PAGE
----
Sex Abuse "Whitewashed" in Children's Home, Inquiry Told
By Catherine Sheridan
May 23, 2018
|SCAI Inquiry: Witness describes sexual abuse (file pic). Niall Carson / PA Wire|
A man has told an inquiry how the sexual abuse he suffered as a child was "whitewashed" during his time at a children's home.
Whilst giving evidence, the man described how the sexual abuse started during his time at the Nazareth House, Midlothian, when he was seven years of age, and lasted for a couple of years.
He described to the Scottish Child Abuse Inquiry (SCAI) that when he tried to report the abuse to the nuns at the home, he was beaten or told to "stop telling lies".
The inquiry further heard how the man was abused by older boys, priests, and care assistants during his two year stay at the home in the 1960s.
The witness also described being abused by "different priests at different times", including during confession, as well as by helpers at the home.
He said he never witnessed other children being abused, but said that did not mean it did not happen.
The man recounted how the abuse from the older boys made him feel "ashamed" and "guilty", and he described how he was shot down when he tried to tell the nuns what was going on.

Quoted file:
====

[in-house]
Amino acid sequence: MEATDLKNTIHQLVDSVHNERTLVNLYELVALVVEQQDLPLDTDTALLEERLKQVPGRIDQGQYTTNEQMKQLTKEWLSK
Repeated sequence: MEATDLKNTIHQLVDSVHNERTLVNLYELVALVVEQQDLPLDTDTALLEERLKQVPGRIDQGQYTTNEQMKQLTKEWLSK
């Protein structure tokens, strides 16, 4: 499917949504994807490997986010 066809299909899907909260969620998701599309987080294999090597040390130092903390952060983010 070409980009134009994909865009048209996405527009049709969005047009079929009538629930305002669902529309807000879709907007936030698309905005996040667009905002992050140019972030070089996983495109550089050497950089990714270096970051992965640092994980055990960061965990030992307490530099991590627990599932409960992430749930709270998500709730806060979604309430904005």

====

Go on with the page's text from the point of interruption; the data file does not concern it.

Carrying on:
He told the inquiry: "When I did mention to nuns about things, they said 'that doesn't happen in here' and you'd get a beating for it and punished."
The man then told how a priest, who had not abused him, failed to take him seriously when he tried to speak about the abuse.
He said: "He just didn't want to know about anything like that happening. He just tried to whitewash it, sweep it under the table.
"Everything just seems to have been whitewashed and hidden, and not allowed to come out into the open.
"Those years of my life were not the best.
"Childhood is supposed to be a happy time, but I didn't know happiness in my time at that place."
The SCAI inquiry is currently investigating children's homes run by the Sisters of Nazareth in Scotland which are now closed down.
The inquiry will continue in Edinburgh on Wednesday.